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<![CDATA[Funeral Held for Victim of Bucks County Murders ]]> Sat, 22 Jul 2017 21:52:55 -0400 http://media.nbcphiladelphia.com/images/213*120/Dean-Finnochiaro-Lead-Photo.jpg

The final funeral for the four young men killed in the Bucks County murders was held Saturday afternoon.

Loved ones gathered at the James J. Dougherty Funeral Home, Inc. on 2200 Trenton Road in Levittown, Pennsylvania for the funeral service of Dean Finocchiaro, 19.

Cosmo DiNardo and his cousin, 20-year-old Sean Kratz, were charged last week in the murders of Finocchiaro along with Jimi Taro Patrick, 19, Thomas Meo, 21, and Mark Sturgis, 22.

DiNardo confessed to all four killings in exchange for being spared the death penalty. The remains of the young men were found on a farm owned by DiNardo's parents in Solebury, 30 miles (48 kilometers) north of Philadelphia.

Finocchiaro was born in Bristol Township and was a lifetime resident of Middletown Township. He graduated from Neshaminy High School in 2016 where he played for the school's ice hockey team. He worked at Richman's Ice Cream Company in Levittown where he was a cook since it opened in March of this year.

Earlier this month, Finocchiaro's co-worker Bill Tosti tearfully recounted the 19-year-old's sense of humor.

"He had a smile that would just hug you," Tosti said. "He was real warm, very friendly, would do anything for anybody, a great teammate to work with."

A funeral was held for Patrick on Friday in Newtown while services were held Thursday for Meo and Sturgis.



Photo Credit: James J. Dougherty Funeral Home, INC, NBC10 ]]>
<![CDATA[New Jersey Raises Minimum Age to Smoke to 21 ]]> Sat, 22 Jul 2017 08:36:41 -0400 http://media.nbcphiladelphia.com/images/213*120/050517+cigarettes+generic.jpg

Gov. Chris Christie raised the minimum age to buy cigarettes, tobacco products, and electronic smoking devices to 21 in New Jersey on Friday.

Prior to signing the law, the minimum age was 19.

New Jersey joins New York, which also raised the age to 21 in 2014.

“By raising the minimum age to purchase tobacco products to 21, we are giving young people more time to develop a maturity and better understanding of how dangerous smoking can be and that it is better to not start smoking in the first place,” Christie said.

“My mother died from the effects of smoking, and no one should lose their life due to any addictive substance. Additionally, the less people who develop costly tobacco habits that can cause health problems, such as lung cancer, heart disease and developmental issues, the less strain there will be on our healthcare system," he added.

Christie vetoed the minimum age bill in 2016.

According to the latest state data in 2017, more than 37,000 high school students in New Jersey smoke, and the number is higher for students who use e-cigarettes.

The annual health care costs directly caused by smoking has caused the state $4.06 billion.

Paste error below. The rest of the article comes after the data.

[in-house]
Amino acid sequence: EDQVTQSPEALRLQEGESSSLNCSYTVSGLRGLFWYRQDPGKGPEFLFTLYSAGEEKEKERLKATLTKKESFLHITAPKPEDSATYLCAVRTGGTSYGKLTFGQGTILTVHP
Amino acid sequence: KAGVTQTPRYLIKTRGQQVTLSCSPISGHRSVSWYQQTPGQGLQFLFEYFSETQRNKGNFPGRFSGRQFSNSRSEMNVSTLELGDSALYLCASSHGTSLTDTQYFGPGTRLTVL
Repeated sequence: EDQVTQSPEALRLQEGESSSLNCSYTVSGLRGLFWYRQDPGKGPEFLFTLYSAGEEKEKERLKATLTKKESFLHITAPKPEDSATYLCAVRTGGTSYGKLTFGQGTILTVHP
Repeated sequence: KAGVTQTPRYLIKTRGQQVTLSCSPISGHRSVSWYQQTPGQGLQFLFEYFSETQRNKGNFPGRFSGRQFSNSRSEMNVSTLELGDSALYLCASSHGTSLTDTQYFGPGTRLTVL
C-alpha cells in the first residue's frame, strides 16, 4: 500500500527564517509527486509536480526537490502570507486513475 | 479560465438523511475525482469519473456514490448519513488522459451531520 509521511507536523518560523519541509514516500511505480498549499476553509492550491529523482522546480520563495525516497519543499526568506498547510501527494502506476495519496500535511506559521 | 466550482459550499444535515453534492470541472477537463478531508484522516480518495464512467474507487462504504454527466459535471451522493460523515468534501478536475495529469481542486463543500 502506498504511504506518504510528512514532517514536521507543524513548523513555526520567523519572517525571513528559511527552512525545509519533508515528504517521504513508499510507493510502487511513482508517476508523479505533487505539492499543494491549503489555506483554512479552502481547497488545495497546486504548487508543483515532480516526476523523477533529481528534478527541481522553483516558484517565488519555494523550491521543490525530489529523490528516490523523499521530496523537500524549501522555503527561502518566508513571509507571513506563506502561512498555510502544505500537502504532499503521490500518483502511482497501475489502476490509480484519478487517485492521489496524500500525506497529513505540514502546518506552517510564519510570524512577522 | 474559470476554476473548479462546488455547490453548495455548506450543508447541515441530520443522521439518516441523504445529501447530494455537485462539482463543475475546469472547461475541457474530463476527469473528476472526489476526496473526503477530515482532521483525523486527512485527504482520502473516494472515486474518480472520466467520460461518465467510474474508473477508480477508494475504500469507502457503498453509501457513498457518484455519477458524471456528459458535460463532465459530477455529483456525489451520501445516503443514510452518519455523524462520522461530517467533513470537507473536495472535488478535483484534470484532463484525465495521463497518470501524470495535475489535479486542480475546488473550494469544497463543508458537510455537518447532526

The tax rate per pack of 20 is $2.70.


This bill would dedicate one percent of the tax revenue
collected under the Cigarette Tax Act and the Tobacco Products
Wholesale Sales and Use Tax Act to the Department of Health to
fund and implement anti-smoking initiatives in New Jersey.

One percent of the tax revenue collected under the Cigarette Tax Act and the Tobacco Products Wholesale Sales and Use Tax Act will go to the health department to fund and implement anti-smoking initiatives in the state.




Photo Credit: Getty Images]]>
<![CDATA[Montco News]]> Thu, 26 Jan 2017 21:09:07 -0400 http://media.nbcphiladelphia.com/images/213*120/Valley+Forge+Tourism.jpg
View Full Story]]>
<![CDATA[Elderly Couple Die in Elkins Park House Fire ]]> Sun, 23 Jul 2017 19:14:46 -0400 http://media.nbcphiladelphia.com/images/213*120/Elderly-Couple-Elkins-Park-Fire.jpg

Friends and family are mourning an elderly couple who died in an early morning house fire in the Elkins Park section of Cheltenham Township.

The fire started at a home on the 600 block of Spring Avenue shortly after 4:30 a.m. Sunday. When firefighters arrived, flames were coming from a second-floor bedroom. The flames quickly spread to the rest of the house, causing the front ceiling to collapse. Battling the fire and their own exhaustion, firefighters brought the blaze under control around 7 a.m. They then found the bodies of the homeowners inside, identified by family members as Helen Finestone and her husband Roy Finestone. Both victims were 98-years-old.

"It really hurts," the couple's nephew, Aaron Finestone, told NBC10. "I just want to stop by and find closure. Pay my respects."

Loved ones say Helen and Roy raised their family in the Spring Avenue home.

"Their whole life was just devotion to their family," Aaron Finestone said. "It was extraordinary."

Aaron Finestone told NBC10 his aunt and uncle's love story spanned at least 75 years. The couple married before Roy, a supply officer in the Navy, went on to serve in World War II.

"They both grew up in Feltonville," Aaron Finestone said. "The two families knew each other and they were in Clara Barton Elementary School together."